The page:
large sums of money to pay for gladiatorial shows in Rome.
Nero himself followed in the steps of his predecessor Claudius
in applying himself rigorously to his judicial duties.
He also considered liberal ideas, such as ending the killing of
gladiators and condemned criminals in public spectacles.
In fact, Nero, most likely largely due to the influence of his
tutor Seneca, came across as a very humane ruler at first. When
the city prefect Lucius Pedanius Secundus was murdered by one of
his slaves, Nero was intensely upset that he was forced by law
to have all four hundred slaves of Pedanius' household put to
It was no doubt such decisions which gradually lessened Nero's
resolve for administrative duties and caused him to withdraw
more and more, devoting himself to such interests as
horse-racing, singing, acting, dancing, poetry and sexual
Seneca and Burrus tried to guard him against too greater
excesses and encouraged him to have an affair with freed woman
named Acte, provided that Nero appreciated that marriage was
impossible. Nero's excesses were hushed up, and between the
three of them they successfully managed to avert continued
attempts by Agrippina to exert imperial influence.
Agrippina meanwhile was outraged at such behaviour. She was
jealous of Acte and deplored her son's 'Greek' tastes for the
But when news reached Nero of what angry gossip she was
spreading about him, he became enraged and hostile toward his
The turning point came largely through Nero's inherent lust and
lack of self-control, for he took, as his mistress the beautiful
Poppaea Sabina. She was the wife of his partner in frequent
exploits, Marcus Salvius Otho. In AD 58 Otho was dispatched to
be governor of Lusitania, no doubt to move him out of the way.
Agrippina, presumably seeing the departure of Nero's apparent
friend as an opportunity to reassert herself, sided with Nero's
wife, Octavia, who naturally opposed her husbands affair with
Nero angrily responded, according to the historian Suetonius,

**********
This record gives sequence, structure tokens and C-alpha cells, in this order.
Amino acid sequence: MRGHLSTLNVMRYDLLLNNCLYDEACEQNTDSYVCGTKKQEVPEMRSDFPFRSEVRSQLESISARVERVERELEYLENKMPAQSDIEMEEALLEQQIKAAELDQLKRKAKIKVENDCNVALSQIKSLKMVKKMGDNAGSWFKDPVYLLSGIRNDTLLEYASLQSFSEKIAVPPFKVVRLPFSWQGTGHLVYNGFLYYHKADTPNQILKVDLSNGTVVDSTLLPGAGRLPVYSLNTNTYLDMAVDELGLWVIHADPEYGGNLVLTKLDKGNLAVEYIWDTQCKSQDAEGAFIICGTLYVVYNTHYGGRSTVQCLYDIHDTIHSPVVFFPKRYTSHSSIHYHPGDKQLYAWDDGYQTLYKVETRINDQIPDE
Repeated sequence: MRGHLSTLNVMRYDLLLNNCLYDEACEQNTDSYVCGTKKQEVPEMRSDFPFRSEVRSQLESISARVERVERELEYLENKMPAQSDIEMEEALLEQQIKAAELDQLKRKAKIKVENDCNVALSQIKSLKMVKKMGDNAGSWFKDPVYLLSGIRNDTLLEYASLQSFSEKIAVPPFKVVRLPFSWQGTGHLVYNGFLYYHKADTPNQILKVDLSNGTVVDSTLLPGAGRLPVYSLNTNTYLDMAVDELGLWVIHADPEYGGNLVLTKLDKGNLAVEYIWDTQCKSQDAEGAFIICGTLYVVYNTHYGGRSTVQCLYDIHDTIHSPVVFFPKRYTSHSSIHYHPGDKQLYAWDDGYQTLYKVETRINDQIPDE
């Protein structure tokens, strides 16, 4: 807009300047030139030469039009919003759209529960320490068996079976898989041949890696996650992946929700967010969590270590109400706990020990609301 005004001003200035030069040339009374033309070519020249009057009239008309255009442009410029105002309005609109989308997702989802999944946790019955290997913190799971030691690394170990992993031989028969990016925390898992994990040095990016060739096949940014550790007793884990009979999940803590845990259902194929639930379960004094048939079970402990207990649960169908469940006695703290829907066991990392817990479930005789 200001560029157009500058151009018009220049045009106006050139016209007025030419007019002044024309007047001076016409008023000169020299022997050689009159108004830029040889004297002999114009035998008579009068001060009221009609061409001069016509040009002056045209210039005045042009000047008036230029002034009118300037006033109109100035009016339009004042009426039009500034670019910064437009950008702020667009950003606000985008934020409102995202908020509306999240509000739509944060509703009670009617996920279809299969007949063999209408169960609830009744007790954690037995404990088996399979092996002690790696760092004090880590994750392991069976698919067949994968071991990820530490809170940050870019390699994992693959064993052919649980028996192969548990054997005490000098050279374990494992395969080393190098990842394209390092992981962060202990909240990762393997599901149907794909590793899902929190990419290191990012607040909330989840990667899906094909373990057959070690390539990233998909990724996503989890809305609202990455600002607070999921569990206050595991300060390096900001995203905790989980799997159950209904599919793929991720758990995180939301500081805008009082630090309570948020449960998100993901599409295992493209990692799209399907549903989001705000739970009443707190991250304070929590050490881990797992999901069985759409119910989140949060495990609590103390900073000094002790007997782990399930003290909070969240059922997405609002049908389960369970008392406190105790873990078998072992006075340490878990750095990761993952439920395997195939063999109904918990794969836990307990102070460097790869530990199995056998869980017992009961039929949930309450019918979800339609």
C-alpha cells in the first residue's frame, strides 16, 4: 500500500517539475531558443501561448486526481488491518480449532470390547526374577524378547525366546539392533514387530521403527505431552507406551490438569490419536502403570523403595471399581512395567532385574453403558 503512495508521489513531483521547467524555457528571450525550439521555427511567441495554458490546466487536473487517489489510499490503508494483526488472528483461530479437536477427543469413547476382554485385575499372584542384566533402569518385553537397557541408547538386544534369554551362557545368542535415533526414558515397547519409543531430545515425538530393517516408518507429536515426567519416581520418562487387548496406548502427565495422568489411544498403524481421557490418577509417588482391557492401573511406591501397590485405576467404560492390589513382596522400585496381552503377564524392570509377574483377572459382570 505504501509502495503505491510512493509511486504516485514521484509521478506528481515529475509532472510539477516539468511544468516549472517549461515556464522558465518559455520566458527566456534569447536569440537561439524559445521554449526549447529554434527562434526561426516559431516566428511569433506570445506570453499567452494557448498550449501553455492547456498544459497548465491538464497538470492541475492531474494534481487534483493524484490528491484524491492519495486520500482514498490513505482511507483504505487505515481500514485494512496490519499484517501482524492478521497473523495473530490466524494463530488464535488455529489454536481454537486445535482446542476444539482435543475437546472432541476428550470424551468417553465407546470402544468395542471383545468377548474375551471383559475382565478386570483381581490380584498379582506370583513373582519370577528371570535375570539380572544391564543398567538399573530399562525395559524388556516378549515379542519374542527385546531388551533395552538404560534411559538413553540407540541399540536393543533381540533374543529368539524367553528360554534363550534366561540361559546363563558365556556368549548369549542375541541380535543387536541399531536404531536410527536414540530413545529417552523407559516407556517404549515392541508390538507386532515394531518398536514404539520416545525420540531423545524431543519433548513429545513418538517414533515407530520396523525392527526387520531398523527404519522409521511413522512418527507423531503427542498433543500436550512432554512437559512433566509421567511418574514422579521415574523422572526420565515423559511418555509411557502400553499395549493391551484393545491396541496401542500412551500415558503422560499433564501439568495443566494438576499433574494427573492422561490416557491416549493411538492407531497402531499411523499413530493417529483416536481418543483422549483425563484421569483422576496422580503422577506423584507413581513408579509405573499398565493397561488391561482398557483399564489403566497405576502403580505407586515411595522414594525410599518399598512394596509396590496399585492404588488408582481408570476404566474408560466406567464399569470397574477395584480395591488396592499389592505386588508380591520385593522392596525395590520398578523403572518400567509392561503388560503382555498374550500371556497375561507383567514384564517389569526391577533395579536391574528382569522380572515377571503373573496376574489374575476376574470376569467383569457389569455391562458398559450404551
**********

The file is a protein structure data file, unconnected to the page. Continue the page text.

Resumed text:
with various attempts on his mother's life, three of which were
by poison and one by rigging the ceiling over her bed to
collapse while she would lay in bed. Therafter even a
collapsible boat was built, which was meant to sink in the Bay
of Naples. But the plot only succeeded in sinking the boat, as
Agrippina managed to swim ashore. Exasperated, Nero sent an
assassin who clubbed and stabbed her to death (AD 59).
Nero reported to the senate that his mother had plotted to have
him killed, forcing him to act first. The senate didn't appear
to regret her removal at all. There had never been much love
lost by the senators for Agrippina.
Nero celebrated by staging yet wilder orgies and by creating two
new festivals of chariot-racing and athletics. He also staged
musical contests, which gave him further chance to demonstrate
in public his talent for singing while accompanying himself on
the lyre. In an age when actors and performers were seen as
something unsavoury, it was a moral outrage to have an emperor
performing on stage. Worse still, Nero being the emperor, no one
was allowed to leave the auditorium while he was performing, for
whatever reason. The historian Suetonius writes of women giving
birth during a Nero recital, and of men who pretended to die and
were carried out.
In AD 62 Nero's reign should change completely. First Burrus
died from illness. He was succeeded in his position as
praetorian prefect by two men who held the office as colleagues.
One was Faenius Rufus, and the other was the sinister Gaius
Tigellinus was a terrible influence on Nero, who only encouraged
his excesses rather than trying to curb them. And one of
Tigellinus first actions in office was to revive the hated
Seneca soon found Tigellinus - and an ever-more willful emperor
- too much to bear and resigned. This left Nero totally subject
to corrupt advisers. His life turned into little else but a
series of excesses in sport, music, orgies and murder. In AD 62
he divorced Octavia and then had her executed on a trumped-up
charge of adultery. All this to make way for Poppaea Sabina whom
he married. (But then Poppaea too was later killed. - Suetonius
says he kicked her to death when she complained at his coming
home late from the races.)
Had his change of wife not created too much of a scandal, Nero's
next move did. Until then he had kept his stage appearances to
private stages, but in AD 64 he gave his first public
performance in Neapolis (Naples). - Romans saw it indeed as a
bad omen that the very theatre Nero had performed in shortly
after was destroyed by an earthquake.
Within a year the emperor made his second appearance, this time
in Rome. The senate was outraged.
And yet still the empire enjoyed moderate and responsible
government by the administration. Hence the senate was not yet
alienated enough to overcome its fear and do something against
the madman whom it knew on the throne.
Then, in July AD 64, the Great Fire ravaged Rome for six days.
The historian Tacitus, who was about 9 years old at the time,
reports that of the fourteen districts of the city, 'four were
undamaged, three were utterly destroyed and in the other seven
there remained only a few mangled and half-burnt traces of
houses.' This is when Nero was famously to have 'fiddled while
Rome burned'. This expression however appears to have its roots